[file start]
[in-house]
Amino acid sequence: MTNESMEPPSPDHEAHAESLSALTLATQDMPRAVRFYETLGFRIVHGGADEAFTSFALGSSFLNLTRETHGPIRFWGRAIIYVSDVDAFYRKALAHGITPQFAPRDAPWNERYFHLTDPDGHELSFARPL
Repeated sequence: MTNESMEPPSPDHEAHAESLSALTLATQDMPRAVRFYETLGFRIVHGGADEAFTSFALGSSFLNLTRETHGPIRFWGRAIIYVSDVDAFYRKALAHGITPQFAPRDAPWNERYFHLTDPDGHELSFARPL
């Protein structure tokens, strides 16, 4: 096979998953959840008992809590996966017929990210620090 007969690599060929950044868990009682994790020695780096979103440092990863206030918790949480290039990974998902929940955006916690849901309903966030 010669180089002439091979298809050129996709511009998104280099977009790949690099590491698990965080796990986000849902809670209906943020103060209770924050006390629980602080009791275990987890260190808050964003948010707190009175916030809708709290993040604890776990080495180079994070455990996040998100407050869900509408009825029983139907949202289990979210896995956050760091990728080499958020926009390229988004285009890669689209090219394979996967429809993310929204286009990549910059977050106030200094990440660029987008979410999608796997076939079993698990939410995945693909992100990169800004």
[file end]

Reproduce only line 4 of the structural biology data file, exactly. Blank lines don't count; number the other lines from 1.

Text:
């Protein structure tokens, strides 16, 4: 096979998953959840008992809590996966017929990210620090 007969690599060929950044868990009682994790020695780096979103440092990863206030918790949480290039990974998902929940955006916690849901309903966030 010669180089002439091979298809050129996709511009998104280099977009790949690099590491698990965080796990986000849902809670209906943020103060209770924050006390629980602080009791275990987890260190808050964003948010707190009175916030809708709290993040604890776990080495180079994070455990996040998100407050869900509408009825029983139907949202289990979210896995956050760091990728080499958020926009390229988004285009890669689209090219394979996967429809993310929204286009990549910059977050106030200094990440660029987008979410999608796997076939079993698990939410995945693909992100990169800004």